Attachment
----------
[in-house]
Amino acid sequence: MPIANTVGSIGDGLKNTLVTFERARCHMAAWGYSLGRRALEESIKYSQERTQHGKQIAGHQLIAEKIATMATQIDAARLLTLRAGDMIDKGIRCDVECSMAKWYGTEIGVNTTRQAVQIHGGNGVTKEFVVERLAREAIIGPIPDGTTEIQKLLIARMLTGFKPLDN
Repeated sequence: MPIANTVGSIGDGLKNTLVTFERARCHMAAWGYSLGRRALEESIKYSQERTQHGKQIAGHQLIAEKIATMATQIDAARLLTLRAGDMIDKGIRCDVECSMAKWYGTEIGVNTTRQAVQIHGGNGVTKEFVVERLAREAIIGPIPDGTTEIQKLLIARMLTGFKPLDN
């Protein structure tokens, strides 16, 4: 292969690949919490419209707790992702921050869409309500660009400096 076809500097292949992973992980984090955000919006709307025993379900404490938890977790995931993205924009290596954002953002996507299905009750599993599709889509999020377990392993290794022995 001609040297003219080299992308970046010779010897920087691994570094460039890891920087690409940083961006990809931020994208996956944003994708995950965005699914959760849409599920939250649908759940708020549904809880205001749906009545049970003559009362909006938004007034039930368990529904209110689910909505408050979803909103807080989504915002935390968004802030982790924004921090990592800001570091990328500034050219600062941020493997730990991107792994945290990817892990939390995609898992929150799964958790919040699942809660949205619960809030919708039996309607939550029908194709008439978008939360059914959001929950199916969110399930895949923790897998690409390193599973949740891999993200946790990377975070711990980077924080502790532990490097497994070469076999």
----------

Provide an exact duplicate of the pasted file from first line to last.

[in-house]
Amino acid sequence: MPIANTVGSIGDGLKNTLVTFERARCHMAAWGYSLGRRALEESIKYSQERTQHGKQIAGHQLIAEKIATMATQIDAARLLTLRAGDMIDKGIRCDVECSMAKWYGTEIGVNTTRQAVQIHGGNGVTKEFVVERLAREAIIGPIPDGTTEIQKLLIARMLTGFKPLDN
Repeated sequence: MPIANTVGSIGDGLKNTLVTFERARCHMAAWGYSLGRRALEESIKYSQERTQHGKQIAGHQLIAEKIATMATQIDAARLLTLRAGDMIDKGIRCDVECSMAKWYGTEIGVNTTRQAVQIHGGNGVTKEFVVERLAREAIIGPIPDGTTEIQKLLIARMLTGFKPLDN
């Protein structure tokens, strides 16, 4: 292969690949919490419209707790992702921050869409309500660009400096 076809500097292949992973992980984090955000919006709307025993379900404490938890977790995931993205924009290596954002953002996507299905009750599993599709889509999020377990392993290794022995 001609040297003219080299992308970046010779010897920087691994570094460039890891920087690409940083961006990809931020994208996956944003994708995950965005699914959760849409599920939250649908759940708020549904809880205001749906009545049970003559009362909006938004007034039930368990529904209110689910909505408050979803909103807080989504915002935390968004802030982790924004921090990592800001570091990328500034050219600062941020493997730990991107792994945290990817892990939390995609898992929150799964958790919040699942809660949205619960809030919708039996309607939550029908194709008439978008939360059914959001929950199916969110399930895949923790897998690409390193599973949740891999993200946790990377975070711990980077924080502790532990490097497994070469076999």